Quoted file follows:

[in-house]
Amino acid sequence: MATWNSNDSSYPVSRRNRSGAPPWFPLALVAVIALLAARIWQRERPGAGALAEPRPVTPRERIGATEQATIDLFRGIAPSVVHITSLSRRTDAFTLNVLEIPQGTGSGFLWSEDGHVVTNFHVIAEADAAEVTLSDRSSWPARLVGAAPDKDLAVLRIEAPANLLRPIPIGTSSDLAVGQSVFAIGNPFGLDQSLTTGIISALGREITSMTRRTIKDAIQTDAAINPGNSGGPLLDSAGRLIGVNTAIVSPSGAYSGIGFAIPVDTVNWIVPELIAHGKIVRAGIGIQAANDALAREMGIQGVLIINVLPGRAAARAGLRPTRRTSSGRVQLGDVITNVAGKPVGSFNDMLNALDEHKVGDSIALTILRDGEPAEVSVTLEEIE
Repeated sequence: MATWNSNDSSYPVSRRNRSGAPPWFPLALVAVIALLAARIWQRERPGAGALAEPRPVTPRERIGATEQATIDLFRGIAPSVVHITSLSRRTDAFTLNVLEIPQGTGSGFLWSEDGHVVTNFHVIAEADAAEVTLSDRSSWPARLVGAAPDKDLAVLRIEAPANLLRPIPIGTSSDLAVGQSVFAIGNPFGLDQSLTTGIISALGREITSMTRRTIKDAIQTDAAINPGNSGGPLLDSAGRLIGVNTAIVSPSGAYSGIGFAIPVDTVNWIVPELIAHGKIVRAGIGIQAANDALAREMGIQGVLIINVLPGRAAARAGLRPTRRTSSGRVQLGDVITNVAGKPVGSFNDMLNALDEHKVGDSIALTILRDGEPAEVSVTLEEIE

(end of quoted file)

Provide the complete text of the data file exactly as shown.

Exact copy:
[in-house]
Amino acid sequence: MATWNSNDSSYPVSRRNRSGAPPWFPLALVAVIALLAARIWQRERPGAGALAEPRPVTPRERIGATEQATIDLFRGIAPSVVHITSLSRRTDAFTLNVLEIPQGTGSGFLWSEDGHVVTNFHVIAEADAAEVTLSDRSSWPARLVGAAPDKDLAVLRIEAPANLLRPIPIGTSSDLAVGQSVFAIGNPFGLDQSLTTGIISALGREITSMTRRTIKDAIQTDAAINPGNSGGPLLDSAGRLIGVNTAIVSPSGAYSGIGFAIPVDTVNWIVPELIAHGKIVRAGIGIQAANDALAREMGIQGVLIINVLPGRAAARAGLRPTRRTSSGRVQLGDVITNVAGKPVGSFNDMLNALDEHKVGDSIALTILRDGEPAEVSVTLEEIE
Repeated sequence: MATWNSNDSSYPVSRRNRSGAPPWFPLALVAVIALLAARIWQRERPGAGALAEPRPVTPRERIGATEQATIDLFRGIAPSVVHITSLSRRTDAFTLNVLEIPQGTGSGFLWSEDGHVVTNFHVIAEADAAEVTLSDRSSWPARLVGAAPDKDLAVLRIEAPANLLRPIPIGTSSDLAVGQSVFAIGNPFGLDQSLTTGIISALGREITSMTRRTIKDAIQTDAAINPGNSGGPLLDSAGRLIGVNTAIVSPSGAYSGIGFAIPVDTVNWIVPELIAHGKIVRAGIGIQAANDALAREMGIQGVLIINVLPGRAAARAGLRPTRRTSSGRVQLGDVITNVAGKPVGSFNDMLNALDEHKVGDSIALTILRDGEPAEVSVTLEEIE